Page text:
Caution is required in interpretation of this overall index of short-term cancer survival for CCGs. The index does not reflect the prospects of one-year survival for any individual cancer patient. It should not be interpreted as the only indicator of performance, but in conjunction with other information available to the CCG. It should be seen as a guide and raise questions about the potential for improvement. The index is designed for use as a tool for public health management of cancer care, both at local and at national level. Not all cancer patients who live (or lived) in the territory assigned to a CCG are (or were) registered with a GP practice included in that CCG.

The index, nevertheless, provides a convenient, single number that summarises the overall patterns of cancer survival in each CCG, in each calendar year, for men and women, young and old, and for a wide range of cancers with very differenct survival. Survival for most cancers is either stable or rising steadily from year to year (Rachet et al. 2009). This trend is reflected in the values of the index in the tables. However, the patterns of cancer occurrence by age, sex and type of cancer can shift quite quickly over time, especially in small areas. The survival index is designed to reflect real progress (or otherwise) by providing a summary measure of cancer survival that adjusts for any such shifts. In short, the index is intended to change only if cancer survival itself actually changes. It is designed for long-term monitoring of progress in overall cancer survival.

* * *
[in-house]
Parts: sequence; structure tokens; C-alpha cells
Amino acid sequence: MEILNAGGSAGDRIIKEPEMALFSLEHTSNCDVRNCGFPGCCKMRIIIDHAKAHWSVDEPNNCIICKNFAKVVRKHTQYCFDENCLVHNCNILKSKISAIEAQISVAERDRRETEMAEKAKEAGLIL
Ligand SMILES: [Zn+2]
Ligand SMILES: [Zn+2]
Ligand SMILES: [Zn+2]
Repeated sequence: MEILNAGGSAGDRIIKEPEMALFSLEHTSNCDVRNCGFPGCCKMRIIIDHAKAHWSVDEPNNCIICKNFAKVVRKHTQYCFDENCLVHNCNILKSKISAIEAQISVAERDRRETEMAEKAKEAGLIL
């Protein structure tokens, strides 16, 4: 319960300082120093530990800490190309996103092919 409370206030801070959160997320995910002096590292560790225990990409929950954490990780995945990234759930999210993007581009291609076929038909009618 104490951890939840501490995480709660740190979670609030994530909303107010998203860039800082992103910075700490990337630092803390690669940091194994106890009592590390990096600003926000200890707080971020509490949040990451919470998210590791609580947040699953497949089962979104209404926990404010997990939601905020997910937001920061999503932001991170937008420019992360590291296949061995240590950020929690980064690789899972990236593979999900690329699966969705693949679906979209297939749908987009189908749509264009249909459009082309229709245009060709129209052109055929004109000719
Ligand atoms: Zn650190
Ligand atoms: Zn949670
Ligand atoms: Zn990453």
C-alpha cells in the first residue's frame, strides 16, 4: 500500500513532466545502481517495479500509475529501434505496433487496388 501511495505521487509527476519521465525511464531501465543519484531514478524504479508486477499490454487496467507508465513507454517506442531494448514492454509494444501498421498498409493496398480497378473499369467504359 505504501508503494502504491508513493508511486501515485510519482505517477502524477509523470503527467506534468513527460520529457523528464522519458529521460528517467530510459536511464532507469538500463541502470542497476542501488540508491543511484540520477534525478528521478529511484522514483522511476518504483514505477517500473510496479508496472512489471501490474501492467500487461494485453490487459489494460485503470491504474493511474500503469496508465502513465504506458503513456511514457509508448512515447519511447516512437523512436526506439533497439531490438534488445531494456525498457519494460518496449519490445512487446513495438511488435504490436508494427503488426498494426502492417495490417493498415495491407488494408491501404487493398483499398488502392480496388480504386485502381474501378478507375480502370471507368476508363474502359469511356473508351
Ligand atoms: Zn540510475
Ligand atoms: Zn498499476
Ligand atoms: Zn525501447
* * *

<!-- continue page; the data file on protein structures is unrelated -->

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9. List of Figures - Smoothed maps